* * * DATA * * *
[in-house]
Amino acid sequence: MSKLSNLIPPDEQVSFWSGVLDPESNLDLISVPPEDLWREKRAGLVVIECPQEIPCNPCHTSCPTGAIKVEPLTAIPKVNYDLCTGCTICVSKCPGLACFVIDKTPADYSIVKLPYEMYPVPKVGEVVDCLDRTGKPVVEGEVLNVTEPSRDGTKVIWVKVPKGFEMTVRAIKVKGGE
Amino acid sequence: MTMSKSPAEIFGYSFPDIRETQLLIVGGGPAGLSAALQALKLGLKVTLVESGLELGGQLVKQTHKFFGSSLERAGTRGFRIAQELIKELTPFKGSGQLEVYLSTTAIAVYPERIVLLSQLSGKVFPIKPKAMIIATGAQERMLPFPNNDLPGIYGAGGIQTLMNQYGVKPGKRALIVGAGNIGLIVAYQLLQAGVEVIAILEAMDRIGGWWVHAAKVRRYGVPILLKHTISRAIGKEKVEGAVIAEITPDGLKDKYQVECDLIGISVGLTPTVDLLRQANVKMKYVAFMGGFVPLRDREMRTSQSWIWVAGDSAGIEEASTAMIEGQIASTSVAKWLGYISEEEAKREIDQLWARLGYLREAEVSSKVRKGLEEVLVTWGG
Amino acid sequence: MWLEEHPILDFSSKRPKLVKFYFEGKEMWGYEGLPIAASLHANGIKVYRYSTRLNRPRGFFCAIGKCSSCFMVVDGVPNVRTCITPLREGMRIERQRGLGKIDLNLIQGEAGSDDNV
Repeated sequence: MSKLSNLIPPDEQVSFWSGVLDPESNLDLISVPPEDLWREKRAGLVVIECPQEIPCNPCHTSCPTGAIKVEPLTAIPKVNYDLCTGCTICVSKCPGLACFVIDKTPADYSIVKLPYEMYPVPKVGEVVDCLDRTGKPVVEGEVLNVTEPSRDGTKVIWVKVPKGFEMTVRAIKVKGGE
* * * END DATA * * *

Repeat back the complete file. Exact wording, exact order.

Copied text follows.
[in-house]
Amino acid sequence: MSKLSNLIPPDEQVSFWSGVLDPESNLDLISVPPEDLWREKRAGLVVIECPQEIPCNPCHTSCPTGAIKVEPLTAIPKVNYDLCTGCTICVSKCPGLACFVIDKTPADYSIVKLPYEMYPVPKVGEVVDCLDRTGKPVVEGEVLNVTEPSRDGTKVIWVKVPKGFEMTVRAIKVKGGE
Amino acid sequence: MTMSKSPAEIFGYSFPDIRETQLLIVGGGPAGLSAALQALKLGLKVTLVESGLELGGQLVKQTHKFFGSSLERAGTRGFRIAQELIKELTPFKGSGQLEVYLSTTAIAVYPERIVLLSQLSGKVFPIKPKAMIIATGAQERMLPFPNNDLPGIYGAGGIQTLMNQYGVKPGKRALIVGAGNIGLIVAYQLLQAGVEVIAILEAMDRIGGWWVHAAKVRRYGVPILLKHTISRAIGKEKVEGAVIAEITPDGLKDKYQVECDLIGISVGLTPTVDLLRQANVKMKYVAFMGGFVPLRDREMRTSQSWIWVAGDSAGIEEASTAMIEGQIASTSVAKWLGYISEEEAKREIDQLWARLGYLREAEVSSKVRKGLEEVLVTWGG
Amino acid sequence: MWLEEHPILDFSSKRPKLVKFYFEGKEMWGYEGLPIAASLHANGIKVYRYSTRLNRPRGFFCAIGKCSSCFMVVDGVPNVRTCITPLREGMRIERQRGLGKIDLNLIQGEAGSDDNV
Repeated sequence: MSKLSNLIPPDEQVSFWSGVLDPESNLDLISVPPEDLWREKRAGLVVIECPQEIPCNPCHTSCPTGAIKVEPLTAIPKVNYDLCTGCTICVSKCPGLACFVIDKTPADYSIVKLPYEMYPVPKVGEVVDCLDRTGKPVVEGEVLNVTEPSRDGTKVIWVKVPKGFEMTVRAIKVKGGE